Another source of valuable information on incidents and accidents is the health center log. This record represents a wealth of information about what is happening at camp. A daily review of the log will provide the camp director/risk manager with important information. Overtime, patterns may become evident, which may lead to further analysis, investigation, and action. The camp nurse is an excellent resource for the camp director and can be a valuable partner in gathering information about incidents and accidents to fuel the entire risk management process.

Camp incident reports

Some camp directors have established a procedure for capturing information about incidents that occur at camp. This can also be a very valuable source of information since these incidents are typically situations where events did not go as planned, and except for good luck or quick thinking on someone's part, probably would have resulted in accidents where someone was injured or property was damaged.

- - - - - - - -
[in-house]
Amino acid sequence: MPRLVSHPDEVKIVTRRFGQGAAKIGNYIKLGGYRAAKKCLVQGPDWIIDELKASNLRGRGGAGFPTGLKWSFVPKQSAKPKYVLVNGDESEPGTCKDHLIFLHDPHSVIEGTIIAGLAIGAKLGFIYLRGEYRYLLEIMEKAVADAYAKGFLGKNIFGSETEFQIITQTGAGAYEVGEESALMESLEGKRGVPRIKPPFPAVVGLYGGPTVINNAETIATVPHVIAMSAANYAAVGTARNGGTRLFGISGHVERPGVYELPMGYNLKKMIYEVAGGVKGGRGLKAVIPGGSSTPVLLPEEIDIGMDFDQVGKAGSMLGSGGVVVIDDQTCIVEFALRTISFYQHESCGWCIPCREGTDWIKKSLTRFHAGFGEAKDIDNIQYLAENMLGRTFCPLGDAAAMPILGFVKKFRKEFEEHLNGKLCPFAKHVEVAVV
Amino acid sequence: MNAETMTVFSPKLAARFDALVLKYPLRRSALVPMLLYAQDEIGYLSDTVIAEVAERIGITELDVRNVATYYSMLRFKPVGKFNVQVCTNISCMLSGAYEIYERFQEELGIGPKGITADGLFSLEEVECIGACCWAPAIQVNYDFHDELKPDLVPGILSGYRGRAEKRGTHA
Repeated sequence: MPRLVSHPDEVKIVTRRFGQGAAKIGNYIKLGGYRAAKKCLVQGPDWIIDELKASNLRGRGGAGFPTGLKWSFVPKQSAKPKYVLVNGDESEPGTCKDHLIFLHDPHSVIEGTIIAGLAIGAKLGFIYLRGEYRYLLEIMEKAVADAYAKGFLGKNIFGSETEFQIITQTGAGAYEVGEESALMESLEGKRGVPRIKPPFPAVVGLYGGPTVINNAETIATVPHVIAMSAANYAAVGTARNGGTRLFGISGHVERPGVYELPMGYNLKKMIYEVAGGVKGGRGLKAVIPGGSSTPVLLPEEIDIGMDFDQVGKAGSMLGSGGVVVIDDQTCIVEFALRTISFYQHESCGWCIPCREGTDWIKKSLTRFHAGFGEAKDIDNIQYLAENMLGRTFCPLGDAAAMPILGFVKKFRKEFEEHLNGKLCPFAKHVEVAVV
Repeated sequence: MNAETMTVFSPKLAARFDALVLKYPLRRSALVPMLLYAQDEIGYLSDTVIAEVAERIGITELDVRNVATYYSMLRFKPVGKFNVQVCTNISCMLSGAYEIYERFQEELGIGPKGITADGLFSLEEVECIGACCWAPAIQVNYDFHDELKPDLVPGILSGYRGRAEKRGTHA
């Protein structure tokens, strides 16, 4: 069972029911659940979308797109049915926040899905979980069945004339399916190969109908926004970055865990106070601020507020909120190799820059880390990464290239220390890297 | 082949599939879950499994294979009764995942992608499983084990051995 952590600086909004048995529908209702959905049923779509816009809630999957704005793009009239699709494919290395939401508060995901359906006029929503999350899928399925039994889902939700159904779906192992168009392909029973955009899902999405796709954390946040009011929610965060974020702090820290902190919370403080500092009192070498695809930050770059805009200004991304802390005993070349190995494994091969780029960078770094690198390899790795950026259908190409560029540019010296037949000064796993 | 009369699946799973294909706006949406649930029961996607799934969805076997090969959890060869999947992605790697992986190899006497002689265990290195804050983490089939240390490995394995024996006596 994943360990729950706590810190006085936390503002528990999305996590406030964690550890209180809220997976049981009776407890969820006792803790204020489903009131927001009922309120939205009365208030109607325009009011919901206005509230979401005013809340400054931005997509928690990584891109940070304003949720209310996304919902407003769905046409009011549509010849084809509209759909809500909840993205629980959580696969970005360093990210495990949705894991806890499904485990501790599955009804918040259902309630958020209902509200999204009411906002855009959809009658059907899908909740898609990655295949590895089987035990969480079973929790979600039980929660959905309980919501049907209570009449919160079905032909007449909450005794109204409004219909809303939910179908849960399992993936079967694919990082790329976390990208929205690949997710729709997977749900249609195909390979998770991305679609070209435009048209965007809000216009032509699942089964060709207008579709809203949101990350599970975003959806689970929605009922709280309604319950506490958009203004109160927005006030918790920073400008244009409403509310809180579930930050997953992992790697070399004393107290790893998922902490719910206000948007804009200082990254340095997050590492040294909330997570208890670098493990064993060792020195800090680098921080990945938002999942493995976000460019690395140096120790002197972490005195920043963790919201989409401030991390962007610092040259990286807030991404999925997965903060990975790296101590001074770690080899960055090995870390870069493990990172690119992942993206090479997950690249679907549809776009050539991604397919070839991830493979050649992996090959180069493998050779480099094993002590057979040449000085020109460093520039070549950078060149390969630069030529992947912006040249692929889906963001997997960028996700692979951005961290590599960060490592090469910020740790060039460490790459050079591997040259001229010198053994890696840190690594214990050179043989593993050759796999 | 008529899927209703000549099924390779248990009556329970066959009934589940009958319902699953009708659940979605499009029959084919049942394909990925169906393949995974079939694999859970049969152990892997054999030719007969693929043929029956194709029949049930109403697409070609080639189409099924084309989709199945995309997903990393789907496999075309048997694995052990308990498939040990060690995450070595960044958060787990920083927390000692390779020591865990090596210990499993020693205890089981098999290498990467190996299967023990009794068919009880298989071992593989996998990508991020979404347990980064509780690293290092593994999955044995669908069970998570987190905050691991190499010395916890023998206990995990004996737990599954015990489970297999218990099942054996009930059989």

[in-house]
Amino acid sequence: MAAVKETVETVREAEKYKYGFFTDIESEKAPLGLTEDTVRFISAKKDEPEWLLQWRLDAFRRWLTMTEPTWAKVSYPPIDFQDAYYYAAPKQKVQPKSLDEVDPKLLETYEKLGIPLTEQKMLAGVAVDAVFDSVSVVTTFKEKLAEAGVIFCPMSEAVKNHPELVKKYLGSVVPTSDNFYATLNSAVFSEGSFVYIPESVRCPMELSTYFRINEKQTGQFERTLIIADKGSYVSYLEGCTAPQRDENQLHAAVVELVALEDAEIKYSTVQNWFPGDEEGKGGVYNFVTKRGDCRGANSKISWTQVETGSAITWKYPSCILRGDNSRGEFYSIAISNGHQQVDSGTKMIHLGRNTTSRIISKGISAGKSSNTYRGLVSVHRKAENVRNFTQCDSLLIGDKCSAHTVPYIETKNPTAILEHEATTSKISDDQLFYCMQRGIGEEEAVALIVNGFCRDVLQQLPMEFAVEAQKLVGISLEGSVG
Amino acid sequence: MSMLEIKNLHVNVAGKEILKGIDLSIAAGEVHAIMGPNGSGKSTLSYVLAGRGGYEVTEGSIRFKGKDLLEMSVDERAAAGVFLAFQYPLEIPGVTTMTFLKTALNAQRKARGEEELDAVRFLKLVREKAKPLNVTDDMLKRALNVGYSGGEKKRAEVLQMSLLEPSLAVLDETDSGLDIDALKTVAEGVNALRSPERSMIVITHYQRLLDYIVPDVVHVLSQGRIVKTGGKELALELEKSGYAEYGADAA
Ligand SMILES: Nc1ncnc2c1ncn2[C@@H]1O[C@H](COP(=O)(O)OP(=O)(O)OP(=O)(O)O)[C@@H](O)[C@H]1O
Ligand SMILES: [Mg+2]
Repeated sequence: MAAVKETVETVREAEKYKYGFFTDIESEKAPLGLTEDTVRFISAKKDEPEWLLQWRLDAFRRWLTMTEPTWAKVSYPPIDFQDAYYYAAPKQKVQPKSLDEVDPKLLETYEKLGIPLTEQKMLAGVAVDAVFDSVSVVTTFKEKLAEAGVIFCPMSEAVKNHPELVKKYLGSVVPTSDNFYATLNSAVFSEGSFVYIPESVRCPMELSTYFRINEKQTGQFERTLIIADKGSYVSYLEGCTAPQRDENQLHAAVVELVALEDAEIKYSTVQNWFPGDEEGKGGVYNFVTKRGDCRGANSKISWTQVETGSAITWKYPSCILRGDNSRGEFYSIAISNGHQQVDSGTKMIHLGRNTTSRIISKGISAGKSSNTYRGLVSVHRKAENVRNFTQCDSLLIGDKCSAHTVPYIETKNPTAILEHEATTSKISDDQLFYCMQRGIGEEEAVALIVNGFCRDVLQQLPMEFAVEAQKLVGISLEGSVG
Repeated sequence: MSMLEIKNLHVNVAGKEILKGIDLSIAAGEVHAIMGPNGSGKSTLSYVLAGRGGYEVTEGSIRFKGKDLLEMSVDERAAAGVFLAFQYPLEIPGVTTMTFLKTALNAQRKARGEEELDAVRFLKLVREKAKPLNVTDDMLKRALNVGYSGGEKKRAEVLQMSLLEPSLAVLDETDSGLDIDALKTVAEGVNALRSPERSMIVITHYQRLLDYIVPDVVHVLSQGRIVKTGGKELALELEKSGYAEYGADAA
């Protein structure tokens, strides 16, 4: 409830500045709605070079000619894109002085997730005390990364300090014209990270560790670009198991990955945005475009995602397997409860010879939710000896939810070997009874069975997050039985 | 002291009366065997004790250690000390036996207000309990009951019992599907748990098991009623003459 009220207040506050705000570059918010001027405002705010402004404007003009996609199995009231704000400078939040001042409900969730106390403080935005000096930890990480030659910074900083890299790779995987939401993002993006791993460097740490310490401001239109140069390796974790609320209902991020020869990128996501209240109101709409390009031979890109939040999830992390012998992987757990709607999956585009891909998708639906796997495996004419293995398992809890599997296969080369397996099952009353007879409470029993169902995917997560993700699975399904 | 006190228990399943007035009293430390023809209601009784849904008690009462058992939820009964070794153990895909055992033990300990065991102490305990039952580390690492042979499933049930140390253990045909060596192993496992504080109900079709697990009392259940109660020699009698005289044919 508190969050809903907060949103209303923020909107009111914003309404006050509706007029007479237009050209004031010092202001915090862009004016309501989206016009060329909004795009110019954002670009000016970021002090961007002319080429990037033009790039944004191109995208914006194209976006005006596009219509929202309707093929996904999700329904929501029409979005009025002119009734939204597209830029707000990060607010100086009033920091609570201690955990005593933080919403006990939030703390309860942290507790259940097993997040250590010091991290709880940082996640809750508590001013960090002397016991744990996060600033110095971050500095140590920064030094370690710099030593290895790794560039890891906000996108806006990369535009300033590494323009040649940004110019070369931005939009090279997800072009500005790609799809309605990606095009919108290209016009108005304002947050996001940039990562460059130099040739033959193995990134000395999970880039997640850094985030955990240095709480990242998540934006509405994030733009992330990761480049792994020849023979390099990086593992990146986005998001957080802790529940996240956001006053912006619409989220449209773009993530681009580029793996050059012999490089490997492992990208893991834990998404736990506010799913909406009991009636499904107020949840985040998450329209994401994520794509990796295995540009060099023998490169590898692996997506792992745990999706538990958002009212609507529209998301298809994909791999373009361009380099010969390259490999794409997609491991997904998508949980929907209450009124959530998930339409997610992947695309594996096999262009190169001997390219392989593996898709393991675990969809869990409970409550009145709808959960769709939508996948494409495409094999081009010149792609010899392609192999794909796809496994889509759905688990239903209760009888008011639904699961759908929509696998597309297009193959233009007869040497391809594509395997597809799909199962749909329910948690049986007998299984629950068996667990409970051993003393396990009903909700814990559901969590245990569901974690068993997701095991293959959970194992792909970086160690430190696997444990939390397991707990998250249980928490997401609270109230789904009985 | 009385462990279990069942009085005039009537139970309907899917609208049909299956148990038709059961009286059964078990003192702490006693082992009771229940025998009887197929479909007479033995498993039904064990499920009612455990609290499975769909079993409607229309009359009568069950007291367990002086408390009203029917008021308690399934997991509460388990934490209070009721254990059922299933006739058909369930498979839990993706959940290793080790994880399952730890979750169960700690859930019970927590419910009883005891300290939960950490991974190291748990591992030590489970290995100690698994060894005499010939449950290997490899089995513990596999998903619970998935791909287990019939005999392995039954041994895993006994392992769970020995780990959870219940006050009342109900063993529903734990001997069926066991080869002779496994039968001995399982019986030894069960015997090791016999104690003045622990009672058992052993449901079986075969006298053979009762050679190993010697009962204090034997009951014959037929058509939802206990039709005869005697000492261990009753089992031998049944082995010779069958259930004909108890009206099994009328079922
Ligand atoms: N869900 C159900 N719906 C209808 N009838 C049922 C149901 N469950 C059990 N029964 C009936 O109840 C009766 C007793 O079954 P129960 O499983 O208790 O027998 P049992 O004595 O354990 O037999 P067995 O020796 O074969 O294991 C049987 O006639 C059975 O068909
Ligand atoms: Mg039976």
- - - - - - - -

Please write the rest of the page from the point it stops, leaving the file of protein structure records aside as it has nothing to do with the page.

Generally, these incident reports capture data about when the incident occurred, including the time of day, and include the type of activity, location of the incident, who was involved, age range of participants, who was responsible, equipment in use and how it functioned, weather, how safety issues/plans worked, and what happened. The objective of incident reports is to identify the cause of the incident. They tend to be narrative, take a 20/20, retrospective view, and provide some of the best opportunities for learning. They also provide terrific material for in-service training programs for staff during the summer.

Using the Data